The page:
Disclosure or Secrecy? The Economics of Open Science

25 Pages Posted: 13 Jul 2007

See all articles by Arijit Mukherjee

Arijit Mukherjee

Michigan State University

Scott Stern

Massachusetts Institute of Technology (MIT) - Sloan School of Management; National Bureau of Economic Research (NBER)

Date Written: July 5, 2007


Open Science is a dynamic system of knowledge production that depends on the disclosure of knowledge by researchers as an input into knowledge production by future researchers. This paper develops an overlapping generations model of cumulative research to analyze the conditions supporting Open Science as an economic institution. The model focuses on the trade-off faced by researchers between disclosure and secrecy. While secrecy yields private returns that are independent of the actions of future generations, the benefits to disclosure depend in part on the use of disclosed knowledge by subsequent researchers. Each research generation therefore chooses between maximizing the private exploitation of knowledge and earning benefits arising from participation in Open Science. The optimal choice depends on a dynamic equilibrium process, since the returns to disclosure and research investment by one generation depends on the investment and disclosure choices of prior generations, and the attribution behavior of future generations. Potential equilibria include 'Open Science,' 'Secrecy,' and a cyclic structure in which periods of Open Science are followed by Secrecy. The feasibility of Open Science as an equilibrium depends on parameters such as the costs of accessing prior knowledge, and the relative benefits to private exploitation under secrecy versus disclosure. Finally, in parameter regions where both Open Science and Secrecy can be supported, Open Science is associated with a higher level of social welfare.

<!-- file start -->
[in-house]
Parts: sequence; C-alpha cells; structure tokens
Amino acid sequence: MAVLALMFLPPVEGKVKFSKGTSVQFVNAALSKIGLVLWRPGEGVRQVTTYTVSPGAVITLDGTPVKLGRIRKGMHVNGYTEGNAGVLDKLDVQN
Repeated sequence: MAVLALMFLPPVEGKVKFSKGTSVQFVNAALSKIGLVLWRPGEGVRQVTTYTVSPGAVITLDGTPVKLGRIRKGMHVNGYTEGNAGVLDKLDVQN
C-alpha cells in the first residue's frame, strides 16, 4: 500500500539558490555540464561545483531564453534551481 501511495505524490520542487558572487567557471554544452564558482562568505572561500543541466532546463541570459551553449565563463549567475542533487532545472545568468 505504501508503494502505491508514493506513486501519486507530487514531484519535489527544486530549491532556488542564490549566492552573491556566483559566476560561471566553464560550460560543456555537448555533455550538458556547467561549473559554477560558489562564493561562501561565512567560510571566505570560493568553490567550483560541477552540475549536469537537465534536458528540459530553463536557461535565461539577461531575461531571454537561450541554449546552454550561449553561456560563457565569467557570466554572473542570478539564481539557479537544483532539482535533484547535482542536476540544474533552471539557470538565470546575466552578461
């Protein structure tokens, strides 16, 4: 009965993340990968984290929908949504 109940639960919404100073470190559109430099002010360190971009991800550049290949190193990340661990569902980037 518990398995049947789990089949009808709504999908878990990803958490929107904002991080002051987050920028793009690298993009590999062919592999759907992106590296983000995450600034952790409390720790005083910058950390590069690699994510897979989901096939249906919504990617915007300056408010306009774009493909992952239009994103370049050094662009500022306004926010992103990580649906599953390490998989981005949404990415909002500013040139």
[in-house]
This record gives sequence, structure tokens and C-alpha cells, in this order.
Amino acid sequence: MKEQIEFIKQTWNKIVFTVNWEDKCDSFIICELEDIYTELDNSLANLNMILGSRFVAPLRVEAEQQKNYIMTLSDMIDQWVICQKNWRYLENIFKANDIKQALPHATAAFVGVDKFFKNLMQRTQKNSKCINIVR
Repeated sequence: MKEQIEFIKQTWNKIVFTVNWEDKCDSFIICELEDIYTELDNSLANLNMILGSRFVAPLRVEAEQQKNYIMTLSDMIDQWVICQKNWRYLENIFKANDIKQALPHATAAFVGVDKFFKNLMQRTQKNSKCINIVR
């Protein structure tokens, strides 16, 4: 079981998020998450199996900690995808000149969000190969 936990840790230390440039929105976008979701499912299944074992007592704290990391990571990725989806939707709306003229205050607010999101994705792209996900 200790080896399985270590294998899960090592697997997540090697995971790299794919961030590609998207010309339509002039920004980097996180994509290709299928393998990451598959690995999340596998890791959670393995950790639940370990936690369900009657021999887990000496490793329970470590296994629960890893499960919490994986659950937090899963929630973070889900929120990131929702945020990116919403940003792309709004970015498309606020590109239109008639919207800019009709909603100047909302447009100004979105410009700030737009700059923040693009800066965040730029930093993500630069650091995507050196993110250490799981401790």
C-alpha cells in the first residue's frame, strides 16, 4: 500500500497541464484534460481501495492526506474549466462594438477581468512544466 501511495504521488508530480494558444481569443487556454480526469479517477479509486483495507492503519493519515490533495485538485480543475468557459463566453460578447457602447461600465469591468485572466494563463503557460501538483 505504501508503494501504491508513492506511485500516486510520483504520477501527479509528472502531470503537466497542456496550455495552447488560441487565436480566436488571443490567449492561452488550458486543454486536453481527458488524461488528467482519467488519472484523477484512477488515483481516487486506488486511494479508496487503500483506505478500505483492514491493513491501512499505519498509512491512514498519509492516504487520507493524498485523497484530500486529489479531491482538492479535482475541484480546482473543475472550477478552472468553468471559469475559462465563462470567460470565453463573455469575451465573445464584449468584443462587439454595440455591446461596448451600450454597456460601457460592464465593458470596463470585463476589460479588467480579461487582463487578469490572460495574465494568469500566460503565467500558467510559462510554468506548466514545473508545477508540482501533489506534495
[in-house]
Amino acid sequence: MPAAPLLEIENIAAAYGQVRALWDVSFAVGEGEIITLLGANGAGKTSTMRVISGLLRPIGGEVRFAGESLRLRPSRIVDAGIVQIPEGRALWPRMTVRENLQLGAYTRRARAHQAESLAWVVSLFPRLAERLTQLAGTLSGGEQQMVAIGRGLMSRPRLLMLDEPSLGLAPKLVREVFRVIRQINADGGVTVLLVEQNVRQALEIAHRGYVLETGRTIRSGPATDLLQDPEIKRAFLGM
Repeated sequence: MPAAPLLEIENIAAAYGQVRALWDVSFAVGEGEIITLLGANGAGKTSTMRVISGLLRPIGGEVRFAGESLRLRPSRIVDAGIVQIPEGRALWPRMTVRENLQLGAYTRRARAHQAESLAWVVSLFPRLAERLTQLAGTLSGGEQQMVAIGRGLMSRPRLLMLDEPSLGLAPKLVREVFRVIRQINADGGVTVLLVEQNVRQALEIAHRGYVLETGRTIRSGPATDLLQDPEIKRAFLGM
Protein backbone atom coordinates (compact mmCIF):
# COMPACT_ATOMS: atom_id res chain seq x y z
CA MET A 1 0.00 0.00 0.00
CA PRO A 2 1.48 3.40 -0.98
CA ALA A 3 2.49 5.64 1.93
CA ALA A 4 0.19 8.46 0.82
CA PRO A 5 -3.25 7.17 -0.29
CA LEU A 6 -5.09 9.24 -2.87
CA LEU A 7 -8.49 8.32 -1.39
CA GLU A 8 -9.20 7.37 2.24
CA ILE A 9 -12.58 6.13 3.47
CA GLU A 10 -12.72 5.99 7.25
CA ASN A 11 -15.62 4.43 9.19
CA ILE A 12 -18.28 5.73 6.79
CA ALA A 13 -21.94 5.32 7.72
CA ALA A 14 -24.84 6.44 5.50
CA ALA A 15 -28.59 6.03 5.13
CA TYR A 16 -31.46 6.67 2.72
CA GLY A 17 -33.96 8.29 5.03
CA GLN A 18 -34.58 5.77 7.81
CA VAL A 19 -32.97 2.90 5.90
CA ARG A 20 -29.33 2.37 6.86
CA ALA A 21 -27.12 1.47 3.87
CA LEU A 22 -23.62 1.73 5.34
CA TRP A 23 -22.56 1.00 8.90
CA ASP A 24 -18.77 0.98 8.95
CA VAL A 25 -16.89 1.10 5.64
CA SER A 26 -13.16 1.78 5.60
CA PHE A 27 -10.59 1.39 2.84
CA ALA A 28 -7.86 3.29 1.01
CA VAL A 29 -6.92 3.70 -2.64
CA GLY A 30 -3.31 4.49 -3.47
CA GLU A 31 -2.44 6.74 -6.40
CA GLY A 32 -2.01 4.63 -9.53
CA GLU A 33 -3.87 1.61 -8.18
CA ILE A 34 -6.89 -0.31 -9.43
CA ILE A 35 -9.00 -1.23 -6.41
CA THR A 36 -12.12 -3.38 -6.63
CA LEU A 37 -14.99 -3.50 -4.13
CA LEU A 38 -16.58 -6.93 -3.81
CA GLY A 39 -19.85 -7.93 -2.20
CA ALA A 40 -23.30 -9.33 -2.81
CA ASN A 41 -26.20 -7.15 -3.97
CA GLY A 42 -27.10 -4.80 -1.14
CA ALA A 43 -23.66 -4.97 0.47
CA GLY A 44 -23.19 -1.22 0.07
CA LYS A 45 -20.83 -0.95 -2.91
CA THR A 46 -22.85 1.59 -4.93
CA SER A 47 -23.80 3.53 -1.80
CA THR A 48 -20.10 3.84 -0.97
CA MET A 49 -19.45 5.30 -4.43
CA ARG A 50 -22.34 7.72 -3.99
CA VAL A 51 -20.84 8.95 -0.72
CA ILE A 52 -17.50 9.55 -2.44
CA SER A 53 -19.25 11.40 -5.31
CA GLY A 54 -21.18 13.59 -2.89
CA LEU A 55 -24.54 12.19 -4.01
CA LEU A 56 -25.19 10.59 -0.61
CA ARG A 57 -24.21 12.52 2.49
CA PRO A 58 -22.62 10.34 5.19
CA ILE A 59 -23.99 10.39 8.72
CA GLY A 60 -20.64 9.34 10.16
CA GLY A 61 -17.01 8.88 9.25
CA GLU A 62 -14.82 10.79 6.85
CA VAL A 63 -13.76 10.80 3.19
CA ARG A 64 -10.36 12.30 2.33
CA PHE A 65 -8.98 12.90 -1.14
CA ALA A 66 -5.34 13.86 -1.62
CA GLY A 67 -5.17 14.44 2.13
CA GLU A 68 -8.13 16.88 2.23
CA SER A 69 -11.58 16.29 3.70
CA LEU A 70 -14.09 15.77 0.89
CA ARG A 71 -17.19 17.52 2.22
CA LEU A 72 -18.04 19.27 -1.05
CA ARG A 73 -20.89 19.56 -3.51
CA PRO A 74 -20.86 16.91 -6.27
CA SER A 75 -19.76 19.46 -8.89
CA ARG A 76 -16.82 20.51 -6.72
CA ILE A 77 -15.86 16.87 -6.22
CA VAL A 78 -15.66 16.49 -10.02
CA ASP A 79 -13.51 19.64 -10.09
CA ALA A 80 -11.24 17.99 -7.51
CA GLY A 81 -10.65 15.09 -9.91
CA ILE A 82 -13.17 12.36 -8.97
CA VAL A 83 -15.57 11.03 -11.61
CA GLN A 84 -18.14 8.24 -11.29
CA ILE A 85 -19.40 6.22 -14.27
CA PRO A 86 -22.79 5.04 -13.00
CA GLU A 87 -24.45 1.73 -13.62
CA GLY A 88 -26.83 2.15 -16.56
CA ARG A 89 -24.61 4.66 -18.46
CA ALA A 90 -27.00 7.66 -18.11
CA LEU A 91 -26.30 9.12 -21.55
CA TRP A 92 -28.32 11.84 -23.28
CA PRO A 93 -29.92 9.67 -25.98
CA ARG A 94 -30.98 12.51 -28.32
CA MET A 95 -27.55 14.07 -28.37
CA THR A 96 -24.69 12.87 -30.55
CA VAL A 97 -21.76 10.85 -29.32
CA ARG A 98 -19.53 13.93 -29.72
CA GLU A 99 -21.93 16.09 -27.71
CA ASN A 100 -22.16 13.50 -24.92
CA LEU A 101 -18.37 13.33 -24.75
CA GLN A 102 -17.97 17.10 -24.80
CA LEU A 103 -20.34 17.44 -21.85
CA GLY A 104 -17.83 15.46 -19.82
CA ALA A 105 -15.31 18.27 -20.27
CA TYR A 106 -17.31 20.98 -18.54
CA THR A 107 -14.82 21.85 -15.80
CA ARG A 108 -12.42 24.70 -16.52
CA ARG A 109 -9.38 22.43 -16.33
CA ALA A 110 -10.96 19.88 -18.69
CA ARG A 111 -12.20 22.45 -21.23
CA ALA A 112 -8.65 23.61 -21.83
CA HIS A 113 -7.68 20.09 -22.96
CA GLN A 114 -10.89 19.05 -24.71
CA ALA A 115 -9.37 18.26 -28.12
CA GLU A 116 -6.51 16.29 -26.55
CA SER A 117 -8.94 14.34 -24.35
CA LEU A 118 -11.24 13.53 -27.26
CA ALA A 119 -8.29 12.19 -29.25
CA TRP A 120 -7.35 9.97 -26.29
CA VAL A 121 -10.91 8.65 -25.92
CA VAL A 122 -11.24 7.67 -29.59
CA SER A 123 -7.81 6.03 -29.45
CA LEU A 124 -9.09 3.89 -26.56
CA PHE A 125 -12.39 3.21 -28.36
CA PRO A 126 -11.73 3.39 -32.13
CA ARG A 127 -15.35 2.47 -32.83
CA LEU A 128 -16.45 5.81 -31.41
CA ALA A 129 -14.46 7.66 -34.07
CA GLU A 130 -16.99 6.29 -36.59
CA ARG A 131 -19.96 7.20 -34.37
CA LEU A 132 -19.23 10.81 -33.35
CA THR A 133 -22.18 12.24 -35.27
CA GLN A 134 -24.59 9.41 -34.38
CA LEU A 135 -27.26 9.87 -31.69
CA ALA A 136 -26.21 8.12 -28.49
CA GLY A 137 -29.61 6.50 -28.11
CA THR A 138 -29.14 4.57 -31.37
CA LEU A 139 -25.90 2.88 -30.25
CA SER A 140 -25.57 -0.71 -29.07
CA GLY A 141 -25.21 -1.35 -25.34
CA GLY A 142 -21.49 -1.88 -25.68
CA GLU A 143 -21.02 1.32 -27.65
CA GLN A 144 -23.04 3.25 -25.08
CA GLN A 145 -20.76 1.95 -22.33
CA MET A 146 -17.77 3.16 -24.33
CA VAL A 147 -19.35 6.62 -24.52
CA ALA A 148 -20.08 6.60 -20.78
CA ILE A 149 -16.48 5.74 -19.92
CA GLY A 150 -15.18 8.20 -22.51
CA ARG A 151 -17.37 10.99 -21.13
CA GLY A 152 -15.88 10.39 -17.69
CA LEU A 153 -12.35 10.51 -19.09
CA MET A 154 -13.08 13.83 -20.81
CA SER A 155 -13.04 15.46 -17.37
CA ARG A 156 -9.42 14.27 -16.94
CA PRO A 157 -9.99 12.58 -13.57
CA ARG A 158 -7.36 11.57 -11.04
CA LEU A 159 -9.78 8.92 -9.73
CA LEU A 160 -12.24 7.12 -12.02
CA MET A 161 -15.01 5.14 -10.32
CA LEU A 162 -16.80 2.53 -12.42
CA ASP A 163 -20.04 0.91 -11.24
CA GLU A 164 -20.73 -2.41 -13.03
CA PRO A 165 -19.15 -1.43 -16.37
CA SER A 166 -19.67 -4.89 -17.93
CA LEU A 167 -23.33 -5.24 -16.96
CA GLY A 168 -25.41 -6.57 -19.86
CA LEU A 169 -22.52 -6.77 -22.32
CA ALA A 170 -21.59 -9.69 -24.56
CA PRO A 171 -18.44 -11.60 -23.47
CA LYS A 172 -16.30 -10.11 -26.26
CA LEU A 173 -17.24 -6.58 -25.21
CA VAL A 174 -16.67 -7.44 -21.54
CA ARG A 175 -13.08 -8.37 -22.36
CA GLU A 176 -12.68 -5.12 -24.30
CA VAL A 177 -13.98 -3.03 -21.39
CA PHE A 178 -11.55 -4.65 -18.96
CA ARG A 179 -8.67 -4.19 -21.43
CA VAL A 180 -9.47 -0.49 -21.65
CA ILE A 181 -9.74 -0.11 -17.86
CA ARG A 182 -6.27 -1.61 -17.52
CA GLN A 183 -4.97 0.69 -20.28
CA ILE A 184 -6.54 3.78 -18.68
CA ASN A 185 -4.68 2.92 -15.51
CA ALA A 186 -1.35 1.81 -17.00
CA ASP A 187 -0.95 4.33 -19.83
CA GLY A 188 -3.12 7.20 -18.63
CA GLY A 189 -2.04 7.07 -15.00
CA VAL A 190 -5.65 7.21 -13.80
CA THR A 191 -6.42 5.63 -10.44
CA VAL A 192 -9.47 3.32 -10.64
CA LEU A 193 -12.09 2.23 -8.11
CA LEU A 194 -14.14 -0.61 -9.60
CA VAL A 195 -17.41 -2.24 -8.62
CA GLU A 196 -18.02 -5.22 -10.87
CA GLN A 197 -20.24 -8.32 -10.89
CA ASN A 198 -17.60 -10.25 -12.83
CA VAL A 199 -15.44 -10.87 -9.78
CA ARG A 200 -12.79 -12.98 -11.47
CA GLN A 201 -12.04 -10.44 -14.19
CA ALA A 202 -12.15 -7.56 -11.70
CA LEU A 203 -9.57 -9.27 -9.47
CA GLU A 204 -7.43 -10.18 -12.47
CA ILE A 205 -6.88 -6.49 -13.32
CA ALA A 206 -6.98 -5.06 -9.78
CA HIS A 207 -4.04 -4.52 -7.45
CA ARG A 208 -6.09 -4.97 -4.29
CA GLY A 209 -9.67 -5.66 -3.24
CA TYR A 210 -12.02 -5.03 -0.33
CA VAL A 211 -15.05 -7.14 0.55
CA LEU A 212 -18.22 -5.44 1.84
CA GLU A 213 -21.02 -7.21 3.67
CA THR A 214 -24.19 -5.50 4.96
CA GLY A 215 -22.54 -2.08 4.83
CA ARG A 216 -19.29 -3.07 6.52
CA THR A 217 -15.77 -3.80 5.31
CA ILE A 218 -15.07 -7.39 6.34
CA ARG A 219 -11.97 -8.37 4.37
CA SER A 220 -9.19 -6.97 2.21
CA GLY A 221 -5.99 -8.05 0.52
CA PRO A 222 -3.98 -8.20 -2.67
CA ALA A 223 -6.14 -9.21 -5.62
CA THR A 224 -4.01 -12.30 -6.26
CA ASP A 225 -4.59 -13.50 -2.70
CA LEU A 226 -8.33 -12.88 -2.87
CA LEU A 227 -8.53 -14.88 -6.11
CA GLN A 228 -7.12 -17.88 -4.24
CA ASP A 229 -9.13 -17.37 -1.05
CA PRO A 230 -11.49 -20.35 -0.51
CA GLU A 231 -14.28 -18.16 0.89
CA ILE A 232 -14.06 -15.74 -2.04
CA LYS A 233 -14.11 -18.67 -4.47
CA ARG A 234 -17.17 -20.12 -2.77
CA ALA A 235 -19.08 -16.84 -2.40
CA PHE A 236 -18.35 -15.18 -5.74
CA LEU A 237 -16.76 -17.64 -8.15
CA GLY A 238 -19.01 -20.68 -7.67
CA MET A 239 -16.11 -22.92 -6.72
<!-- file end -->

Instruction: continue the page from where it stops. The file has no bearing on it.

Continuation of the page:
Keywords: Open Science, Pasteur's Quadrant

JEL Classification: O31, O32, L33

Suggested Citation

Mukherjee, Arijit and Stern, Scott, Disclosure or Secrecy? The Economics of Open Science (July 5, 2007). Available at SSRN: https://ssrn.com/abstract=998548 or http://dx.doi.org/10.2139/ssrn.998548

Arijit Mukherjee (Contact Author)

Michigan State University ( email )

Marshall Adams Hall
East Lansing, MI 48824-1122
United States

HOME PAGE: http://www.amukherjee.net

Scott Stern

Massachusetts Institute of Technology (MIT) - Sloan School of Management ( email )

Cambridge, MA 02142
United States
617-253-3053 (Phone)
617-253-2660 (Fax)

National Bureau of Economic Research (NBER)

1050 Massachusetts Avenue
Cambridge, MA 02138
United States

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